Opinion: Starting SLO on the road to recovery
By Dawn Ortiz-Legg
In late November of 2020, I was honored to be appointed as the 3rd District Supervisor for the county of San Luis Obispo by Gov. Gavin Newsom. As I have called this district home for more than two decades, my constituents’ concerns are my number one priority. From the onset of taking my seat, I dedicated myself to helping them live safe, healthy, and prosperous lives.
This is a challenging task under normal circumstances, but daunting while navigating through a worldwide pandemic.
My first days in office were some of the darkest days of the pandemic, for our county and the 3rd District. As we moved from the red tier back to the purple tier, I found it difficult to watch restaurants have to shutter again, schools prolong their distance learning programs, and hospital beds fill to almost maximum capacity. County emergency operations staff and local health care workers diligently helped constituents navigate yet another round of COVID-19 obstacles.
At the beginning of my third month in office, myself and my fellow supervisors were laser-focused on the countywide economic development activities as they related to COVID-19 and small businesses. Many cities and chambers of commerce in the county had established grant programs, but nothing was available for businesses located in the county’s unincorporated areas. In addition, the lack of one place to link to other state and federal relief programs was an issue for small businesses.
Childcare was another critical economic driver to come into play; working families and providers struggled to make ends meet on this most important service.
To serve our constituents in the best way possible, we began to identify various opportunities to provide resources to local businesses and to generally mitigate the harmful impacts of the COVID-19 pandemic.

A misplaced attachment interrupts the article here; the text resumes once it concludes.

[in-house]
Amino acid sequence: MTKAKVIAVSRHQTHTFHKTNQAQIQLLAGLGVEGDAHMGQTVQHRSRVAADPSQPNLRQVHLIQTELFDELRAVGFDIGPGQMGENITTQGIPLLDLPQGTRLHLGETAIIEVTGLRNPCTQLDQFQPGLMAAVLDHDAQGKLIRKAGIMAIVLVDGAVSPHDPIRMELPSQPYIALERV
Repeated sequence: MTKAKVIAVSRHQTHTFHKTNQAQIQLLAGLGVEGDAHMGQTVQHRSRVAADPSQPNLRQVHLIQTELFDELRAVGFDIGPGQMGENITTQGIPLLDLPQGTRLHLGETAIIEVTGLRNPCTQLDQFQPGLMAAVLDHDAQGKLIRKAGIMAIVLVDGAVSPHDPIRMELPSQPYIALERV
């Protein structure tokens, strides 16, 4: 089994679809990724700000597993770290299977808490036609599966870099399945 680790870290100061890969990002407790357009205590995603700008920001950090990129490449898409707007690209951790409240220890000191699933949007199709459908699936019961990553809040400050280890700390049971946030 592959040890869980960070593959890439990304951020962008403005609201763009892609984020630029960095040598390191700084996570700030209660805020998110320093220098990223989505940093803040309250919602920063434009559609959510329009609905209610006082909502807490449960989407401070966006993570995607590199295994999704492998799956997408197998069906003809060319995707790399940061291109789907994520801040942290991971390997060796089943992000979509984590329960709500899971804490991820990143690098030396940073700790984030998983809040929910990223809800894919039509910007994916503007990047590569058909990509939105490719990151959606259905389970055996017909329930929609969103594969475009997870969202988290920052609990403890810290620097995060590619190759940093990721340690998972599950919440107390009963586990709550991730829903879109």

In early March, the Road to Recovery program was approved unanimously, and $130,000 from the General Fund was earmarked to be used for COVID-19 economic development-related activities. The Road to Recovery program takes a four-pronged approach toward helping small businesses by:
1. Revamping and updating the Central Coast Economic Relief Resources page of the RecoverSLO website to be a central repository of relief and COVID-19 information for small business owners;
2. Establishing a $50,000 micro-grant program for small businesses in the unincorporated areas, with applications available in April;
3. Earmarking $55,000 in aid to SLO County educational support services, for young childcare centers;
4. Allocating $25,000 to support the 2-1-1 social services hotline or other programs in general support of small businesses and residential recovery.
These funds were approved, of course, before the American Rescue Plan Act was signed into law. With those extra funds coming to our county, this program can serve as a strong foundation, a down payment, for what is to come. With four months in office and spring officially here, I am cautiously optimistic that we are on the Road to Recovery in SLO County.
• Dawn Ortiz-Legg is a member of the San Luis Obispo County Board of Supervisors, representing the 3rd District, which includes most of the city of San Luis Obispo as well as the cities of Pismo Beach and Grover Beach.